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Italian with Susanna 13h
Questo/a= this Questi/e= these In , they can be abbreviated into: 'Sto/'Sta 'Sti/'Ste The apostrophe is key in spelling, to avoid ambiguity with some forms of the verb "stare". The short is allowed only when they are adjectives, NOT pronouns.
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Italy Magazine Nov 29
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Italian with Susanna Dec 5
"Chi la fa l'aspetti" (= literally, who does it, shall expect it) is an saying. It could be translated with the English "what goes around comes around", although there is more of a revenge connotation to it.
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Italian with Susanna Nov 29
The verb "riuscire" means both "to succeed" and "to be able to". The related noun is "riuscita" (= outcome). "Buona riuscita"= success. "Cattiva riuscita"= bad outcome. "Esito" is its synonym. "Buon esito" = success. "Cattivo esito"= bad outcome.
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Italian with Susanna Nov 29
Thanks Erika, this is a perfect example of how many connections there are between , despite superficial differences. I hope this will encourage you all to abandon any possible hesitation to . By the way, in we also say "conseguire il/un successo".
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Italian with Susanna Nov 28
Successo= success Insuccesso/Fallimento= failure Di successo= successful Fallimentare/Fallito= unsuccessful Un successo= a hit/a successful film, event, etc. "Fallito" is also a name for someone who's perceived as a complete failure in life.
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Italian with Susanna Nov 30
Abito= Dress/Piece of clothing Abitudine= Habit Abitare= To Inhabit Abituare= To Accustom Abituarsi= To Get Used To Abituale= Habitual Abituato= Accustomed Abitante= Inhabitant I can grasp the semantic logic behind this apparent chaos. Can you as well?
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Italian with Susanna Dec 4
"Chi di spada ferisce, di spada perisce" (= those who attack with a sword, will be killed by a sword) is an saying. It suggests that evil doers are likely to subject themselves to a backlash/revenge, even more extreme than their initial offense.
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Italian with Susanna Nov 29
You're welcome, Amin. If I were to answer you in , I could say: Prego (= you're welcome) Non c'è di che (= there's nothing to thank me for) Di nulla/niente (= literally, of nothing, like the French "de rien") Figurati (= go figure) Dovere (= my duty)
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Italian with Susanna Dec 6
The word "veleno" and the English "venom" both come from "venenum", the Latin term for poison. 🐍 Some experts say it has a correlation to the goddess Venus, since its alleged original meaning was that of a love potion.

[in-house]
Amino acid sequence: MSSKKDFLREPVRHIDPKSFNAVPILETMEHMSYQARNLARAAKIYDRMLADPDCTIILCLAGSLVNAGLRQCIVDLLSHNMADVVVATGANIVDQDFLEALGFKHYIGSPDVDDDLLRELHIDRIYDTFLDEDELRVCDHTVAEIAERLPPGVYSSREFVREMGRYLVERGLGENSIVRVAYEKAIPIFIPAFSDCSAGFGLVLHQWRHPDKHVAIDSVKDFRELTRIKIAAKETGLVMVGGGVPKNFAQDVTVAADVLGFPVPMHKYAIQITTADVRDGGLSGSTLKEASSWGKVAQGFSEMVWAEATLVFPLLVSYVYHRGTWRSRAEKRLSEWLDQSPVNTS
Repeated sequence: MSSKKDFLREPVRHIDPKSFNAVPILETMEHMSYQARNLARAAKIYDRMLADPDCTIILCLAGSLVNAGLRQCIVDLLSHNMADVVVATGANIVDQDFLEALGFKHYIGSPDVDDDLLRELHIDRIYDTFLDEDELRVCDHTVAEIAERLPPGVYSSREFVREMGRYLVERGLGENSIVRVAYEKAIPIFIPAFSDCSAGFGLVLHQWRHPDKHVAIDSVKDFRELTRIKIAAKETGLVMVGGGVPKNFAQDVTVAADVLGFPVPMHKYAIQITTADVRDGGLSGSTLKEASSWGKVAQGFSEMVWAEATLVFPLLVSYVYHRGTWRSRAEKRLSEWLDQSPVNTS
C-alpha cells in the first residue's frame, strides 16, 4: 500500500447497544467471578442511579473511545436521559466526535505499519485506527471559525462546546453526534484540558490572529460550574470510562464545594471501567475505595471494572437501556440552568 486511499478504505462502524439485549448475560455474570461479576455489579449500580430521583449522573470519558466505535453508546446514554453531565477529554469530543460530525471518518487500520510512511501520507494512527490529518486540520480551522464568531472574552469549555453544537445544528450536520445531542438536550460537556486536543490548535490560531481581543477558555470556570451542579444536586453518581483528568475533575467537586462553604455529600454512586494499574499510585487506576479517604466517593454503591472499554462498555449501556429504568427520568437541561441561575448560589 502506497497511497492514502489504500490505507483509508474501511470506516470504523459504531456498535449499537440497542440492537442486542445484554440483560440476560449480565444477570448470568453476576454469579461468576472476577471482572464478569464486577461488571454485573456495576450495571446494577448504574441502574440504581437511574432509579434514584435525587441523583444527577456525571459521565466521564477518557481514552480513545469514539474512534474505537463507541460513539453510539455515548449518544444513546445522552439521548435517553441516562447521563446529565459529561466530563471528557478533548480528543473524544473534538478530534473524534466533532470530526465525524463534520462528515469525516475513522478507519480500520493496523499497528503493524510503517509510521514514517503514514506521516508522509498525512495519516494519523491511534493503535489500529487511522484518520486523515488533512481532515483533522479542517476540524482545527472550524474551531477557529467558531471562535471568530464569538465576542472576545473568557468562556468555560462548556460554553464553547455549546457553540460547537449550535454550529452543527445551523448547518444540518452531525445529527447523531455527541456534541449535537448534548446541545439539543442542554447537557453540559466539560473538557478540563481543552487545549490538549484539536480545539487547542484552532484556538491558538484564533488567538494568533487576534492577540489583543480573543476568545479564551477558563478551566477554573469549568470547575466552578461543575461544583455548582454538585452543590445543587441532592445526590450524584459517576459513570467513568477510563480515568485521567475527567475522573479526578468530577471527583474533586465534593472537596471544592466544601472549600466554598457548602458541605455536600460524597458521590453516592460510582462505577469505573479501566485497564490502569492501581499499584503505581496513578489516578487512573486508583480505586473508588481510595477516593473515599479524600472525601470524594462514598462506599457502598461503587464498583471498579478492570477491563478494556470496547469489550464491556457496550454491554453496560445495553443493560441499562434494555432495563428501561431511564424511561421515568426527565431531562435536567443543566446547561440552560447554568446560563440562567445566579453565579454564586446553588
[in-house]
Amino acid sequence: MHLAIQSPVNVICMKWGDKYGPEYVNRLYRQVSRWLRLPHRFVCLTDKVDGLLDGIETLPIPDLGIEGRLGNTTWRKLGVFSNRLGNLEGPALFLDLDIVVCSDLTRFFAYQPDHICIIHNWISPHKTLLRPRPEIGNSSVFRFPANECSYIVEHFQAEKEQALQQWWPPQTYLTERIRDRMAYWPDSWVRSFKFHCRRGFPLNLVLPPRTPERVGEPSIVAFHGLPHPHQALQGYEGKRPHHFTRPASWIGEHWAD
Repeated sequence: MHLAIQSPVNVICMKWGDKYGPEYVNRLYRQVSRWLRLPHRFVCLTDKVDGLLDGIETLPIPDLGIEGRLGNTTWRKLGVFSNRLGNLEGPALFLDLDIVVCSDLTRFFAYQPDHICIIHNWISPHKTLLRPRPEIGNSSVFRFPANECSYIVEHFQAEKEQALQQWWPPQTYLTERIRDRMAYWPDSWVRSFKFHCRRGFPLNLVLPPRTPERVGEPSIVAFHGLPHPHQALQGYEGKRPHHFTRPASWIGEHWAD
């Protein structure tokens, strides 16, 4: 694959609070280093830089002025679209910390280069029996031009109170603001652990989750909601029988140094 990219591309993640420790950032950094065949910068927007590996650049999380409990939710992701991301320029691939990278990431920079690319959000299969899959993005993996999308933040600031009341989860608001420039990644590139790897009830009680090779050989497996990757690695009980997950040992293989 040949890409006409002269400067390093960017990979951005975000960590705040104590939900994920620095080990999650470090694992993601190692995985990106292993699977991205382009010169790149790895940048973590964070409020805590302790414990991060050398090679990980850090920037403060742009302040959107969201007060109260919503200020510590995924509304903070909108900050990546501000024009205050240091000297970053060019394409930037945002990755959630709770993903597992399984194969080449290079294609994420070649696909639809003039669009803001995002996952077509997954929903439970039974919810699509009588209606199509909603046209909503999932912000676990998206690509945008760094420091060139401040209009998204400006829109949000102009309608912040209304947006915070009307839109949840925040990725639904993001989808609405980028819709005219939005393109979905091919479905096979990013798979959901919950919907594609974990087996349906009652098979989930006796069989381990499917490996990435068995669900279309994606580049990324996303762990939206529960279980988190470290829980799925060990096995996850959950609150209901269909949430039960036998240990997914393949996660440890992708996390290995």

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Turin Epicurean Dec 5
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OptiLingo 10h
Italians tend to be very dismissive of their own government and the rules it creates to govern their lives.
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Notes from Verona Dec 6
Replying to @rick_hough
Another common mistake I make: "Sono sempre in corso" instead of "Sono sempre di corsa" (I'm always in a hurry)
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Italian with Susanna Nov 29
The word "successo" derives from the Latin/ verb "succedere", which means "to happen". Indeed, we are having success when we make a desired outcome happen. The verb "to succeed" is usually translated with "riuscire" or with the phrase "avere successo".
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Italian with Susanna Dec 5
Divine : Dio (plur. Dei)= God Dea (plur. Dee)= Goddess Divinità= Deity Eroe= Demigod The internationally used term "diva" is of Italian origin, and it literally means female deity. In we also use the masculine "divo", referred to a male cinema star.
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My Italian Circle Dec 3
Languages? The more the better! 🇮🇹🇷🇺🇨🇳🇬🇧 Lesson 5 of our Beginner course is now available on our YouTube Channel. Have a look and leave us a comment! 🙂
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Italy Magazine Dec 6
Feeling ill? What to Say in Italian When You're Sick
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Just Speak Italian Dec 1
👩‍🏫 Always, often, never...: how to express in ? Look at the table and learn these and the rule behind them -
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Daily Italian Words Nov 30
A List of 10 Popular Italian Christmas Songs with Lyrics and Translations in English ⛄🌲🎁🎅
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Serena Dec 5
Creating the micro-habit of learning a little bit every day will help you learn Italian smarter and faster. Our time is precious.
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